The economic theory of Preferential Trade Agreements (PTAs), or discriminatory trade liberalization for and among a subset ofnations, was first analyzed with fun- damental and startling insight by Jacob Viner (1950). He destroyed the intuition that any move towards free trade was welfare-enhancing, for the country itself or for the world, or for both. He introduced us memorably to the notion of trade di- verting -- and here, he meant not diversion in the old and approving sense of en- tertainment but in the modern and castigating sense ofdistorting - Free Trade Ar- eas (FTAs) and Customs Unions (CUs). In other words, in the economists'jargon, discriminatory approaches to freeing trade were not monotonically welfare-im- proving. The legal scholars of GATT and trade law, chiefly the giants Robert Hudec, John Jackson and Kenneth Dam in the United States, were quick to follow suit.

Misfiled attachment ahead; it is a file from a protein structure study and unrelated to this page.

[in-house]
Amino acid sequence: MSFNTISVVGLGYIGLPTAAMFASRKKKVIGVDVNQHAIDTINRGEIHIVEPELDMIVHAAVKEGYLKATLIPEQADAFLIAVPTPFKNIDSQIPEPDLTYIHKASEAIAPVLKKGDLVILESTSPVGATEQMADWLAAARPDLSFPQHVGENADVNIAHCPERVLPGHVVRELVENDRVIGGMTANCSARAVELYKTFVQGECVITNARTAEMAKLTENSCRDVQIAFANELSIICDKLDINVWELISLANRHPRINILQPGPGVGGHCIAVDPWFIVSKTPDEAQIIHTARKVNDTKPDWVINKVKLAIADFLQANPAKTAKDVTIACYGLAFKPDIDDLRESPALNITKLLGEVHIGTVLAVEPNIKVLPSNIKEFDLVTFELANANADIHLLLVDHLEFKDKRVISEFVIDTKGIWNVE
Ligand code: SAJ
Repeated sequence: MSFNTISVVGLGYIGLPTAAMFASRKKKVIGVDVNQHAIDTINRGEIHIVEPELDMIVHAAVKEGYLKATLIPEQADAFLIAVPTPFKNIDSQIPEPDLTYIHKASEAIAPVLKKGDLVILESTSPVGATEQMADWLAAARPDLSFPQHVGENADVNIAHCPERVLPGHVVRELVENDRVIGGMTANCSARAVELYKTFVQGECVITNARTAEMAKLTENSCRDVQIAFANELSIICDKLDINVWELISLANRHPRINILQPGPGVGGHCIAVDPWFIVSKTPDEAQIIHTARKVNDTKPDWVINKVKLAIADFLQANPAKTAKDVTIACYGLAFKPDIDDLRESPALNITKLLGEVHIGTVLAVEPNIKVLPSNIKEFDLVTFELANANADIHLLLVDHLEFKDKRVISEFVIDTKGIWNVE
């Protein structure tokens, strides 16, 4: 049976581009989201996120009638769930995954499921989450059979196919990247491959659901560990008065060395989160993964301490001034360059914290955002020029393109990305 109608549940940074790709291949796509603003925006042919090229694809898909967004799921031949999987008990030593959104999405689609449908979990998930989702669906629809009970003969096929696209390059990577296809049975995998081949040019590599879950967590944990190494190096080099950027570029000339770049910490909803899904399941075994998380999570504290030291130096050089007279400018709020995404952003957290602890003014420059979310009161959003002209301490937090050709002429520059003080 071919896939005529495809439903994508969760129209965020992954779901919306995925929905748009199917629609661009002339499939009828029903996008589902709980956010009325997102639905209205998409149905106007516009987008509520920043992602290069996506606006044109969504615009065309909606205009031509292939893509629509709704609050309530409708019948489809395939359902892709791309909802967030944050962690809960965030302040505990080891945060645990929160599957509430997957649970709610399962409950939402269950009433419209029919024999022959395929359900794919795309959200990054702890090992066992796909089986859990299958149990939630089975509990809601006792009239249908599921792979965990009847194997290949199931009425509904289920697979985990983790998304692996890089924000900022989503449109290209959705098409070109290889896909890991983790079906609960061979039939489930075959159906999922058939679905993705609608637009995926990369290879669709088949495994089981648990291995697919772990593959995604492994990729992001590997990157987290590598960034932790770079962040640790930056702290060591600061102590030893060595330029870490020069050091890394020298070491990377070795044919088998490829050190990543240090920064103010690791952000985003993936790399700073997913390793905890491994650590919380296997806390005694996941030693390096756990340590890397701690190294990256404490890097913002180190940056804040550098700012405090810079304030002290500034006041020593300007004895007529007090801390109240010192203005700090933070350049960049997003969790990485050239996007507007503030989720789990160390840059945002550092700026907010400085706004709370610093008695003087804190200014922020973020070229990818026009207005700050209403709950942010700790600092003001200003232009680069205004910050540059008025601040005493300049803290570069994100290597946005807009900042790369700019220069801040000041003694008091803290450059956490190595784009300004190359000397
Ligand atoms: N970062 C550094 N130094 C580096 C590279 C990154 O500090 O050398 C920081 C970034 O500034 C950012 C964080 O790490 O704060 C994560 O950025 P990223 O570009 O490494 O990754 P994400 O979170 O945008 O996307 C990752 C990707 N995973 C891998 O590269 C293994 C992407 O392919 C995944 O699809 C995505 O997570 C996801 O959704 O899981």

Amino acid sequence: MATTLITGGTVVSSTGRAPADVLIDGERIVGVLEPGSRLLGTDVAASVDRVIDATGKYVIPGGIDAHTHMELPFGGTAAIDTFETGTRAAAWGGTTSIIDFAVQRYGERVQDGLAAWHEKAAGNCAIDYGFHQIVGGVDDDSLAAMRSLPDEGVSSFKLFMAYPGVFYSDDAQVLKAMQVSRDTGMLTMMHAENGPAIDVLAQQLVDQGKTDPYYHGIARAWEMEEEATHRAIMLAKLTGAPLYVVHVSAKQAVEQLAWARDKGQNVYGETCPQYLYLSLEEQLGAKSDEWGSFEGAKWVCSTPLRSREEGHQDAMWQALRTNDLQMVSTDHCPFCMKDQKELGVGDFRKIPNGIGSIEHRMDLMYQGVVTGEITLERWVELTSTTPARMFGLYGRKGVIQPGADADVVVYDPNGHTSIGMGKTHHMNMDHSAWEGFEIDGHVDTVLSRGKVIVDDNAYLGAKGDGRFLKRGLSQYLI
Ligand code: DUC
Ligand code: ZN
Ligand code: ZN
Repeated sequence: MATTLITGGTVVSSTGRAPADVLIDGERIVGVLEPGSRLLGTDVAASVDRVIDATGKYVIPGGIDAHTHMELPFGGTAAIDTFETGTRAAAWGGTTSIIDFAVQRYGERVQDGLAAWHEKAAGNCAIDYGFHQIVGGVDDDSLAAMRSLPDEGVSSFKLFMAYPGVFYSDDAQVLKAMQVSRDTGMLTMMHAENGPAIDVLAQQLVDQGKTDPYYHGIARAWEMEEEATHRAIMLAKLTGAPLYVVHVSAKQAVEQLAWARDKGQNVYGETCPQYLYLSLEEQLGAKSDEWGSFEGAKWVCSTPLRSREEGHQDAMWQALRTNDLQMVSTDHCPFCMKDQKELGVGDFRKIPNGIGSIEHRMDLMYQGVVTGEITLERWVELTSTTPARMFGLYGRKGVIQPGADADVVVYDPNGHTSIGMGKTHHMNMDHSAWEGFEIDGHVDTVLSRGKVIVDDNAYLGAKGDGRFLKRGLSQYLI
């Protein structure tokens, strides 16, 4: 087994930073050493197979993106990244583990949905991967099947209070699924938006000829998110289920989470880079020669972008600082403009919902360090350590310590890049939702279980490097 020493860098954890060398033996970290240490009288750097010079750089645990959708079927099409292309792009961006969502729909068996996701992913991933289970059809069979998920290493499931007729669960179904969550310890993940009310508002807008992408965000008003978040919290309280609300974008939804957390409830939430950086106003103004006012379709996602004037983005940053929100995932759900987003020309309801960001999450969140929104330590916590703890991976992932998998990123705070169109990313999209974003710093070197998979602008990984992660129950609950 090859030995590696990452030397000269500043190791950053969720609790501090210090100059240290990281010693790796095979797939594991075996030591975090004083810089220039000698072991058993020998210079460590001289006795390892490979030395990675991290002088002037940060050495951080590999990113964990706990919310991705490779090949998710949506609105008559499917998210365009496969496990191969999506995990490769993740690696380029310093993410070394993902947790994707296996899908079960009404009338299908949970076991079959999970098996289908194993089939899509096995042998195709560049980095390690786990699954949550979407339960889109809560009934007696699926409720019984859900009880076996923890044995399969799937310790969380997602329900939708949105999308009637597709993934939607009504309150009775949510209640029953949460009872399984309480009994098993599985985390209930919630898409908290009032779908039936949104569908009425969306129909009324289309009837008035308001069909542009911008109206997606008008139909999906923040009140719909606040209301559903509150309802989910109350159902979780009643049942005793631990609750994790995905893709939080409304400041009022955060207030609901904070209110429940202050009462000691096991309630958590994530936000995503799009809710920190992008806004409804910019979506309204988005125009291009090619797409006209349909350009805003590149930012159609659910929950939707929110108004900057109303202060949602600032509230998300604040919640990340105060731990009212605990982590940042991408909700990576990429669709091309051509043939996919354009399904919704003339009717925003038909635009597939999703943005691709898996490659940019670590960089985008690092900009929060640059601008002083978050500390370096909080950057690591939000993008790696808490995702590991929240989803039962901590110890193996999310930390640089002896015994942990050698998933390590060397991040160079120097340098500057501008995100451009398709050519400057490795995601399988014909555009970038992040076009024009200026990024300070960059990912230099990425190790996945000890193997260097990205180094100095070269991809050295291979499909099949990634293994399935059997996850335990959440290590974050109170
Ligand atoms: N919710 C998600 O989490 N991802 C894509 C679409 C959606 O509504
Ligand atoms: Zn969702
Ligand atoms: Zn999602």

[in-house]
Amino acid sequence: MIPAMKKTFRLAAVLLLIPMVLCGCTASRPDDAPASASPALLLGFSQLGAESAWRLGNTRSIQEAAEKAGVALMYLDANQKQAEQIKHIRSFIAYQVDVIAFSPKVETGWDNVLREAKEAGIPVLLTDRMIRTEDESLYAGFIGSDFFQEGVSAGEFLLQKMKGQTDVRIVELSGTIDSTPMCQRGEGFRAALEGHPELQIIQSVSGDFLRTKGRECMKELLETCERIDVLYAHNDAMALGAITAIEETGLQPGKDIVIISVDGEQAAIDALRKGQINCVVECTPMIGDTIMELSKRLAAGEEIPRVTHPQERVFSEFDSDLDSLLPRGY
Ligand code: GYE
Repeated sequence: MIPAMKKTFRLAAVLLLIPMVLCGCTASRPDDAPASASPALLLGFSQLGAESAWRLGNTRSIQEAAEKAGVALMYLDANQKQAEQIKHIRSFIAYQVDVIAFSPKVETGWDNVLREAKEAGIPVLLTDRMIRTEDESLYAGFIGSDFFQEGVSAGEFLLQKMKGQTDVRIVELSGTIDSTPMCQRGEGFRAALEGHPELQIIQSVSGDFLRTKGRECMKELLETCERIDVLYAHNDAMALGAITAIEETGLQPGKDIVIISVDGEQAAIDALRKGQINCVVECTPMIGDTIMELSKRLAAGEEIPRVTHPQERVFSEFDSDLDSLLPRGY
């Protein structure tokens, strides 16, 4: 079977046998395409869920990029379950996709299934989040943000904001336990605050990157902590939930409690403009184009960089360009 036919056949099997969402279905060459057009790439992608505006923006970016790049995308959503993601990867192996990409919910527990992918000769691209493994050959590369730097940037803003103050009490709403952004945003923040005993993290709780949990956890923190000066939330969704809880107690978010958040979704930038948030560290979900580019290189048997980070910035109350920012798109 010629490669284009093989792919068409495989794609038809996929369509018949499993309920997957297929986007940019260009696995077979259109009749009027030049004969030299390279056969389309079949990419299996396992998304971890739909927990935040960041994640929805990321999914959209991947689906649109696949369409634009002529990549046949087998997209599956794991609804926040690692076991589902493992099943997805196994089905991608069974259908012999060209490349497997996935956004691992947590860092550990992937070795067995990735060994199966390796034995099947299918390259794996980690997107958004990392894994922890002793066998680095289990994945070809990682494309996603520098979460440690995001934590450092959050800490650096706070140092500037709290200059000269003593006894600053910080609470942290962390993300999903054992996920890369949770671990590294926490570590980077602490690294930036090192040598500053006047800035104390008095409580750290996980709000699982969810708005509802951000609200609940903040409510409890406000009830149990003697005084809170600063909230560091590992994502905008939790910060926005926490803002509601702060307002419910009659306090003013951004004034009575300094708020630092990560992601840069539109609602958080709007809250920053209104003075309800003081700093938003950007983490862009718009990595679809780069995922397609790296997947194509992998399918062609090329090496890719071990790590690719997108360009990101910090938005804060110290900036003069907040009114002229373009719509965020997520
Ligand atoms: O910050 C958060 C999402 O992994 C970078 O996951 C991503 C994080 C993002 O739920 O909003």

Their classic writings on Article XXIV ofthe GATT,which provides an exception to the MFN obligation for contracting parties provided they go all the way and cre- ate FTAs and CUs which are supposed to reduce internal trade barriers fully rath- er than settle for a lesser preferential arrangement, are still a pleasure to read. They are in the best tradition of a creative interaction between the economic and the le- gal disciplines. Indeed, today, as my own work with Robert Hudec, resulting in a major two-volume publication by MIT Press underlines, that interaction has be- come yet more profound.
Publisher: T.M.C. Asser Press